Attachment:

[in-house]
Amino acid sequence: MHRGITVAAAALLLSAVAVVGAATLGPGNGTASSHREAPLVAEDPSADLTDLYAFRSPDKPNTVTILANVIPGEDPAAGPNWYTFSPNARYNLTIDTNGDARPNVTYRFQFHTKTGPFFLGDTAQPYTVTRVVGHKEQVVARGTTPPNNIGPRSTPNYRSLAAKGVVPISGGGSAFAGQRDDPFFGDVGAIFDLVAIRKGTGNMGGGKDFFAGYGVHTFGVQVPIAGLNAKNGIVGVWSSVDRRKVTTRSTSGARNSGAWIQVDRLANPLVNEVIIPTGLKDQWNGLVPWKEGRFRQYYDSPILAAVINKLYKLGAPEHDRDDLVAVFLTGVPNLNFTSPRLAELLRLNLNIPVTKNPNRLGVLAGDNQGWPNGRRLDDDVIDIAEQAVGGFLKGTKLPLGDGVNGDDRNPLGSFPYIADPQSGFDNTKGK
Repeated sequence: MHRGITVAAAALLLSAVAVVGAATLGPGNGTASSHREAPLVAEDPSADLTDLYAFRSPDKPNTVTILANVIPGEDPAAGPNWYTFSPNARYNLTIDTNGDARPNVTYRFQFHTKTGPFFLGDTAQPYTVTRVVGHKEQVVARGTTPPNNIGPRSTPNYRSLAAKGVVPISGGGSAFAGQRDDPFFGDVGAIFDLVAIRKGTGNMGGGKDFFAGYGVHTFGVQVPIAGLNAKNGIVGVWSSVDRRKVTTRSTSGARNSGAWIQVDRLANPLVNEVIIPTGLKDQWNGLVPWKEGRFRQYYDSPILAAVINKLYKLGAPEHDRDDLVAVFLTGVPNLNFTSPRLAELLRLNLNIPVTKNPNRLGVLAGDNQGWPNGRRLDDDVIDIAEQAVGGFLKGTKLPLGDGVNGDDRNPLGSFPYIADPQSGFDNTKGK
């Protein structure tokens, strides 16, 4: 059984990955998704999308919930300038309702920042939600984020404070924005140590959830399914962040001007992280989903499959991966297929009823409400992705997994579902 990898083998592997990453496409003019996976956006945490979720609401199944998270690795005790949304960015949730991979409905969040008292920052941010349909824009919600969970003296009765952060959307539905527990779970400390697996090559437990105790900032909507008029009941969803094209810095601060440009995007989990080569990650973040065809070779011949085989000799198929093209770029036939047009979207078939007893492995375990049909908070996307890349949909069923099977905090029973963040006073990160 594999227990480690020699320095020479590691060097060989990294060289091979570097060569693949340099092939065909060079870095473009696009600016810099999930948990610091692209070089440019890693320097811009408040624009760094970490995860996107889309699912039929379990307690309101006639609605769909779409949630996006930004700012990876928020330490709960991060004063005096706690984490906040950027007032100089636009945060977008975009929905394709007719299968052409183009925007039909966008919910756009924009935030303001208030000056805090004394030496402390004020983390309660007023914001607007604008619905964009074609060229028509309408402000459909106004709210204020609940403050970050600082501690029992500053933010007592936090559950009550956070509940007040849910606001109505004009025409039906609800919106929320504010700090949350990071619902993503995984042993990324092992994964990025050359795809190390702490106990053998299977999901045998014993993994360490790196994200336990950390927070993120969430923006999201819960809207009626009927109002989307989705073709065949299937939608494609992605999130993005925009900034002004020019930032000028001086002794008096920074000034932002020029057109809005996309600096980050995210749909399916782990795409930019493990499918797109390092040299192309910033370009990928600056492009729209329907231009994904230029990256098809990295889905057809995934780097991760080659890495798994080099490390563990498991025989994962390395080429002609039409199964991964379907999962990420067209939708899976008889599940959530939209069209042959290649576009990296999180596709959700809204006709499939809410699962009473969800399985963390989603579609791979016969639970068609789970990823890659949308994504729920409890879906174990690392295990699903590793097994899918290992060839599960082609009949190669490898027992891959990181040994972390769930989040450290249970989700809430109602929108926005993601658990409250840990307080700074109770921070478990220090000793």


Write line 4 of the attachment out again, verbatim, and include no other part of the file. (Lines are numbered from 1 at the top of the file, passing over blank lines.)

């Protein structure tokens, strides 16, 4: 059984990955998704999308919930300038309702920042939600984020404070924005140590959830399914962040001007992280989903499959991966297929009823409400992705997994579902 990898083998592997990453496409003019996976956006945490979720609401199944998270690795005790949304960015949730991979409905969040008292920052941010349909824009919600969970003296009765952060959307539905527990779970400390697996090559437990105790900032909507008029009941969803094209810095601060440009995007989990080569990650973040065809070779011949085989000799198929093209770029036939047009979207078939007893492995375990049909908070996307890349949909069923099977905090029973963040006073990160 594999227990480690020699320095020479590691060097060989990294060289091979570097060569693949340099092939065909060079870095473009696009600016810099999930948990610091692209070089440019890693320097811009408040624009760094970490995860996107889309699912039929379990307690309101006639609605769909779409949630996006930004700012990876928020330490709960991060004063005096706690984490906040950027007032100089636009945060977008975009929905394709007719299968052409183009925007039909966008919910756009924009935030303001208030000056805090004394030496402390004020983390309660007023914001607007604008619905964009074609060229028509309408402000459909106004709210204020609940403050970050600082501690029992500053933010007592936090559950009550956070509940007040849910606001109505004009025409039906609800919106929320504010700090949350990071619902993503995984042993990324092992994964990025050359795809190390702490106990053998299977999901045998014993993994360490790196994200336990950390927070993120969430923006999201819960809207009626009927109002989307989705073709065949299937939608494609992605999130993005925009900034002004020019930032000028001086002794008096920074000034932002020029057109809005996309600096980050995210749909399916782990795409930019493990499918797109390092040299192309910033370009990928600056492009729209329907231009994904230029990256098809990295889905057809995934780097991760080659890495798994080099490390563990498991025989994962390395080429002609039409199964991964379907999962990420067209939708899976008889599940959530939209069209042959290649576009990296999180596709959700809204006709499939809410699962009473969800399985963390989603579609791979016969639970068609789970990823890659949308994504729920409890879906174990690392295990699903590793097994899918290992060839599960082609009949190669490898027992891959990181040994972390769930989040450290249970989700809430109602929108926005993601658990409250840990307080700074109770921070478990220090000793």